Posted: Mon 31st Dec 2018

Flint special school receives glowing inspection report

News and Info from Deeside, Flintshire, North Wales
This article is old - Published: Monday, Dec 31st, 2018

A Flintshire special school has received a glowing inspection report.
Officials from Estyn found standards at Ysgol Maes Hyfryd in Flint were ‘good’ in all areas.

The school is co-located with Flint High School and currently has 102 pupils aged 11 to 19.

Youngsters at the school have a range of needs, including autistic spectrum disorders, speech, language and communication needs and learning difficulties.

After visiting in October, inspectors said pupils were happy at the school, enjoyed their lessons and treated all staff with respect.

In a recently published report, they said: “Over time, most pupils make strong progress in their learning in relation to their individual needs and abilities.

“The school provides a relevant and engaging curriculum and works effectively with outside agencies and other education providers to ensure that its pupils have enriching learning experiences.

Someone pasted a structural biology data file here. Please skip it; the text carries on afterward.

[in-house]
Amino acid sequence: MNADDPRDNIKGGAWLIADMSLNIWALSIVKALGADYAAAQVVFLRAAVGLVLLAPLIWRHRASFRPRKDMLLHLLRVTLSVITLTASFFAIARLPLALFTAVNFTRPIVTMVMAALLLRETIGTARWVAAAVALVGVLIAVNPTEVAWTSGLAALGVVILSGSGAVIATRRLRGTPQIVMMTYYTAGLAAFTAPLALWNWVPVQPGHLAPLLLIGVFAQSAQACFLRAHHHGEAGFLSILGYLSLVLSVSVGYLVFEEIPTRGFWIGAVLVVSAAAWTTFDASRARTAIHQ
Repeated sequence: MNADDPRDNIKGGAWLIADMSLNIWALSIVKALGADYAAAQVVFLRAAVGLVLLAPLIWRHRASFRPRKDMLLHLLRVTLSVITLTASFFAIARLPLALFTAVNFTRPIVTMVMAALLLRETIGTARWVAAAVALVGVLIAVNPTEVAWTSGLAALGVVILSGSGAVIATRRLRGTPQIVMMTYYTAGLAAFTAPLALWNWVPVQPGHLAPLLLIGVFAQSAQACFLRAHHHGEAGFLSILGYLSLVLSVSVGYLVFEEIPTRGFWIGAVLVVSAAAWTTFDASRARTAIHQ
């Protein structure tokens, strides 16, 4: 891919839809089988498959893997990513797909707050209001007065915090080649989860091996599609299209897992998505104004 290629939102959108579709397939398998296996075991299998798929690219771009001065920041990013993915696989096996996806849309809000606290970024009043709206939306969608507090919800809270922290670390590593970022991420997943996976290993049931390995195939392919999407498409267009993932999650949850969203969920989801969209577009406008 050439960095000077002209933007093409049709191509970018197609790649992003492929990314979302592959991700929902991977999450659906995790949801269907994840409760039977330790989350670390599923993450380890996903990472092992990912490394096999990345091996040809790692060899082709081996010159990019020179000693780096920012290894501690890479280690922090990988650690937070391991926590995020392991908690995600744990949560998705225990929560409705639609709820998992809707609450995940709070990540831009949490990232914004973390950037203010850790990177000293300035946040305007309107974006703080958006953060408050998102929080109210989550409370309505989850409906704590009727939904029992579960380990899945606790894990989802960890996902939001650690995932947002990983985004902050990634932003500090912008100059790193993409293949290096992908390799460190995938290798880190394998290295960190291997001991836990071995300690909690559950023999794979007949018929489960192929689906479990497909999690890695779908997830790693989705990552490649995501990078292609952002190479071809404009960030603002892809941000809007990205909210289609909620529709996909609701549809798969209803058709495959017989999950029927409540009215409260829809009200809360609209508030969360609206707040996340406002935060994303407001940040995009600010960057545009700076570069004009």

“Leaders, teachers and support staff place great importance on working with parents and the community in order to improve outcomes for their pupils.

“This is a particular strength of the school.

“Staff at all levels are proud of their pupils and share in the school’s successes.”

The inspection body also made a small number of recommendations for improvement.

They include improving the development of pupils’ Welsh language skills and to ensure that monitoring systems allow teachers to measure the progress of youngsters.

The inspectors added: “Over time, most pupils make strong progress in their learning from their starting points and in relation to their individual needs and abilities.

“However, a few pupils with complex needs do not engage well enough in their learning and, as a result, do not make enough progress.

“Generally, the number and range of qualifications that pupils gain has increased over the last three years.

“A minority of pupils use and respond to basic greetings in Welsh.
“However, pupils’ understanding and use of Welsh is underdeveloped.”
The school has been asked to draw up an action plan to address the recommendations from the inspection.

It has also been invited to create a case study showcasing its work with parents and the community to support pupils’ wellbeing, which will be displayed on Estyn’s website.

By Liam Randall – Local Democracy Reporter (more here).

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